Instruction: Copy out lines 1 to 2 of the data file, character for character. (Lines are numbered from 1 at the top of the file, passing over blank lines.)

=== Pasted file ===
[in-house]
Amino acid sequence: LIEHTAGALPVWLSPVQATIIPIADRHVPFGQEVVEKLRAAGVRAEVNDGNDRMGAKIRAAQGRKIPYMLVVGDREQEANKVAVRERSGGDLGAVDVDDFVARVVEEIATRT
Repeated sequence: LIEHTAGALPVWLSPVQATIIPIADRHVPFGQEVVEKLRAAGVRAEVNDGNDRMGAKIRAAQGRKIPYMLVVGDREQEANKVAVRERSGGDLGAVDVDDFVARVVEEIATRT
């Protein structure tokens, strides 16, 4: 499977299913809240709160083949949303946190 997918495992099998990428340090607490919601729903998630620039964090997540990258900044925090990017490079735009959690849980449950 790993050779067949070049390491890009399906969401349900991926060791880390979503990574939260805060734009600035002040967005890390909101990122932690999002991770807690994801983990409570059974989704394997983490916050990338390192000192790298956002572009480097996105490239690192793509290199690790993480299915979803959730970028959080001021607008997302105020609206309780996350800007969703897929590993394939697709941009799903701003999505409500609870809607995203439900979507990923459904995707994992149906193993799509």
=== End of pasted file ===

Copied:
[in-house]
Amino acid sequence: LIEHTAGALPVWLSPVQATIIPIADRHVPFGQEVVEKLRAAGVRAEVNDGNDRMGAKIRAAQGRKIPYMLVVGDREQEANKVAVRERSGGDLGAVDVDDFVARVVEEIATRT